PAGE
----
Tempers flare against Burning Man ticket scalpers, but should they?

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Tempers flare against Burning Man ticket scalpers, but should they?

Illustration by: Lindsey Maldonado / Contributor

Illustration by: Lindsey Maldonado / Contributor

Illustration by: Lindsey Maldonado / Contributor

Illustration by: Lindsey Maldonado / Contributor

Brandon Hensley

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Illustration by: Lindsey Maldonado / Contributor

This week the burners returned from a dusty and intense experience. From a temporary city in the desert fueled by peace and love to normal, capitalist civilization. The Black Rock Desert in Northern Nevada, plagued by dust storms, becomes a huge party called “Burning Man” for a week in the summer each year. An effigy is burned, dancing commences, gifts are exchanged, and copious drugs are done.

This year, Burning Man put a cap on the amount of people who can get in at 50,000, and it quickly sold out for the first time in their 25-year history. Those who didn’t buy a ticket – some upward of $300 – were left out in the cold.

As one of the values held by attendees of Burning Man (often called “Burners”) is anti-capitalism, many burners were upset to find that scalpers were profiting from selling tickets. However, another value shared by the burners is freedom, or “anything goes.” Therefore, burners should respect the scalpers’ decision to do what they want with their items.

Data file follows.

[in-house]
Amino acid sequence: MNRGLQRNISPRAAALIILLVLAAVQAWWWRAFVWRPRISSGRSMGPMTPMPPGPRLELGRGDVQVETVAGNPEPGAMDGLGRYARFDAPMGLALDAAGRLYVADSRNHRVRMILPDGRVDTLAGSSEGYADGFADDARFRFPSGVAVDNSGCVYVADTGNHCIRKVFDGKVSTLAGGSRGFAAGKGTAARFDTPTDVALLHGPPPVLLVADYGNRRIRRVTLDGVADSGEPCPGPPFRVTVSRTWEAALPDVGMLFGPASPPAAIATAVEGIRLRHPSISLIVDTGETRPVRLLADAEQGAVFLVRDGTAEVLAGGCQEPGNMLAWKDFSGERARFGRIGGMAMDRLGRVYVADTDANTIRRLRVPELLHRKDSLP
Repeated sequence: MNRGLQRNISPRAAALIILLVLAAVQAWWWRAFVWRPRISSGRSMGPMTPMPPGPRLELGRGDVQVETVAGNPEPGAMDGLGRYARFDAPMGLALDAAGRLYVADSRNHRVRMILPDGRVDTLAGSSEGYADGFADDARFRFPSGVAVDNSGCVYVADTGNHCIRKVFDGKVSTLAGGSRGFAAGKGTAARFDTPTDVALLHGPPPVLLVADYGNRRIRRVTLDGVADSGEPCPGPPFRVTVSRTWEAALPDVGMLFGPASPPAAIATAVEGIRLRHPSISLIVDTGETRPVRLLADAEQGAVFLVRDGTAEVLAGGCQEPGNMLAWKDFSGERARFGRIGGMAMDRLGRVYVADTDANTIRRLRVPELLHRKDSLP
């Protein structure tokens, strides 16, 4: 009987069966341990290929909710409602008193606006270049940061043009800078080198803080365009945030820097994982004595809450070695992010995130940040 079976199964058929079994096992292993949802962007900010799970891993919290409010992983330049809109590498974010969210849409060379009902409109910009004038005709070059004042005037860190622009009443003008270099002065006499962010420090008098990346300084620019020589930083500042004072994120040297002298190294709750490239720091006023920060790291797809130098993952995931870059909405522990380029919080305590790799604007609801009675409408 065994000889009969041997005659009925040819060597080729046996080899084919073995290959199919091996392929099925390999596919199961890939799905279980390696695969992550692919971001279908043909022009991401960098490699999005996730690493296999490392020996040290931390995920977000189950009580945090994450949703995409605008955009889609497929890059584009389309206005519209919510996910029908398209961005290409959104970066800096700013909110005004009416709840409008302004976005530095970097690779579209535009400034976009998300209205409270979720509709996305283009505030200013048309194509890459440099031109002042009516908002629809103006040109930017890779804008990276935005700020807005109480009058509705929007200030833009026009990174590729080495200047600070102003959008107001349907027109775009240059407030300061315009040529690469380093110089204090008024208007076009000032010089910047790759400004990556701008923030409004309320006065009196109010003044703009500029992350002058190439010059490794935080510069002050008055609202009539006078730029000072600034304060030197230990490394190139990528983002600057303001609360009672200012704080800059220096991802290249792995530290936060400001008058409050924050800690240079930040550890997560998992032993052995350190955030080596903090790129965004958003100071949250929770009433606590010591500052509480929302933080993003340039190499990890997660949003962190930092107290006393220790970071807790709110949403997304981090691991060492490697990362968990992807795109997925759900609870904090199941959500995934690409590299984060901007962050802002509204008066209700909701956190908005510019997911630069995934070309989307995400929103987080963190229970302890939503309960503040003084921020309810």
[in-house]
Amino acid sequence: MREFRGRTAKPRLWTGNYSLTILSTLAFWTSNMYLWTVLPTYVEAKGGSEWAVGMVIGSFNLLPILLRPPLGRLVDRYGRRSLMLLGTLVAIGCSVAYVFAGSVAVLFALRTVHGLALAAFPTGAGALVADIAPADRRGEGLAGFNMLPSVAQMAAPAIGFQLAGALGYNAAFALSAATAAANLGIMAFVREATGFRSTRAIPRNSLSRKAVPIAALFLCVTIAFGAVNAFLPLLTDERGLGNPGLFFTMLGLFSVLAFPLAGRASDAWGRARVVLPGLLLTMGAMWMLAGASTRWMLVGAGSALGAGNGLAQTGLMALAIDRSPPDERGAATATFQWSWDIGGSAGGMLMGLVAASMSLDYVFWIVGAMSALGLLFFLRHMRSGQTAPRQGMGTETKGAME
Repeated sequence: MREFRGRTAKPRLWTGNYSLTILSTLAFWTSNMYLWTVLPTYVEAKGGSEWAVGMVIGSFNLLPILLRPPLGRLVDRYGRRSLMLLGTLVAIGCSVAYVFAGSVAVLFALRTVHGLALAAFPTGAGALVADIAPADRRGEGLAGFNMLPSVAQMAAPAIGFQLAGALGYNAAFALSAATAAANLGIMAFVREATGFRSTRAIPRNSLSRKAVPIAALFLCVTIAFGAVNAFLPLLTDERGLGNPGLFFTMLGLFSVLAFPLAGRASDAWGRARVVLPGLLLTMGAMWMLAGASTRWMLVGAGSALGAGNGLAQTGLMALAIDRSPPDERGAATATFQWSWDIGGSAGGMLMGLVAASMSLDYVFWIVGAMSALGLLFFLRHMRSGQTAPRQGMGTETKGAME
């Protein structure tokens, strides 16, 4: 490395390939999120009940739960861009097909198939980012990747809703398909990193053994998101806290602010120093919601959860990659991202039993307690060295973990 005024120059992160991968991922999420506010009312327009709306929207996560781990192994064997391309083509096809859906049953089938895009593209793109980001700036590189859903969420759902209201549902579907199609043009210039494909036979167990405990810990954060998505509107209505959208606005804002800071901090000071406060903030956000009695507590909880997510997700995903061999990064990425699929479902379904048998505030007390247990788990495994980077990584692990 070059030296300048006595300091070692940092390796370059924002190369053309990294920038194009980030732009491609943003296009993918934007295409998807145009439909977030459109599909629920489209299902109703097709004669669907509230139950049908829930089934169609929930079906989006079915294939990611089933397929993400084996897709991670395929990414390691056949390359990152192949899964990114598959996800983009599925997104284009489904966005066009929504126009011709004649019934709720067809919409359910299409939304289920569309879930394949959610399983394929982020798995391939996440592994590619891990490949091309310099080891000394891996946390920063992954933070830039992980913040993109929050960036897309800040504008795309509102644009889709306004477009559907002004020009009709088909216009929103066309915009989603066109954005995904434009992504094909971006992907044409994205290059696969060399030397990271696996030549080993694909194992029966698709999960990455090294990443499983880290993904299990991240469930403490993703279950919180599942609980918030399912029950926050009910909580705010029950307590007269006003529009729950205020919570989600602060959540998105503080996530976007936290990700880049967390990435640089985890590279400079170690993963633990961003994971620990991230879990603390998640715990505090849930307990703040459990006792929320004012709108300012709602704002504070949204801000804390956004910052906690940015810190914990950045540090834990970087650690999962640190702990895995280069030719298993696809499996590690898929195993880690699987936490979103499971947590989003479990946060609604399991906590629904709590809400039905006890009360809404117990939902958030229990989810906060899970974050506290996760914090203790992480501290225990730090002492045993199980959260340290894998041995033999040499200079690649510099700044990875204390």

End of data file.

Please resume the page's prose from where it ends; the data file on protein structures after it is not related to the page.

People who had bought tickets then were in possession of a commodity in limited supply with high demand. The representatives at the Burning Man blog encouraged those who could not attend to sell their tickets at face value, which some did.

Still, scalpers sold them for much more. Forget the blazing desert sun or the burning effigy; it’s the white hot tempers of the attendees who needed to be dealt with this year. Hey man, there’s no room for capitalistic pigs like you in our desert. Down with scalpers!

Co-founder Larry Harvey and his friends came up with the idea for Burning Man in the 1980s on a beach when they burned a small wooden human and dog effigy at a bonfire basically because they could. The idea grew and now the event charges hundreds of dollars – prices have dramatically increased since its inception in 1986.

In the 2005 documentary “Burning Man: Behind Black Rock,” Harvey is interviewed and sums up the event in one sentence: “I don’t care if it makes sense.”

Who cares if Burning Man’s attitude is decidedly more hippie than yuppie, more no collar than white collar? Save for water and coffee, no cash transactions are allowed, and since 2010’s attendance of over 51,000 was too much for organizers, they had to tell people who didn’t have a ticket to stay home.

If you can’t afford to buy a ticket at inflated prices, then for next year shop earlier. You may get lucky and find a cheaper scalped price, or pay the inflated price, or just stick around and enjoy the first week of school, but don’t begrudge anyone their right to profit.